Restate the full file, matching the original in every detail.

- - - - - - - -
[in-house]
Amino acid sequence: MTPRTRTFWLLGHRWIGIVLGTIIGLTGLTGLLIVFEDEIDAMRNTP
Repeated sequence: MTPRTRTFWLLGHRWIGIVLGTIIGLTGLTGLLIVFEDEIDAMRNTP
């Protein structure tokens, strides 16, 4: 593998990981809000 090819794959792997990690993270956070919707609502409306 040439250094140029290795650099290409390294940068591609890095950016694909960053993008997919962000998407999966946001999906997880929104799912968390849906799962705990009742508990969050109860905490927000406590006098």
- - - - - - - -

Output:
[in-house]
Amino acid sequence: MTPRTRTFWLLGHRWIGIVLGTIIGLTGLTGLLIVFEDEIDAMRNTP
Repeated sequence: MTPRTRTFWLLGHRWIGIVLGTIIGLTGLTGLLIVFEDEIDAMRNTP
């Protein structure tokens, strides 16, 4: 593998990981809000 090819794959792997990690993270956070919707609502409306 040439250094140029290795650099290409390294940068591609890095950016694909960053993008997919962000998407999966946001999906997880929104799912968390849906799962705990009742508990969050109860905490927000406590006098």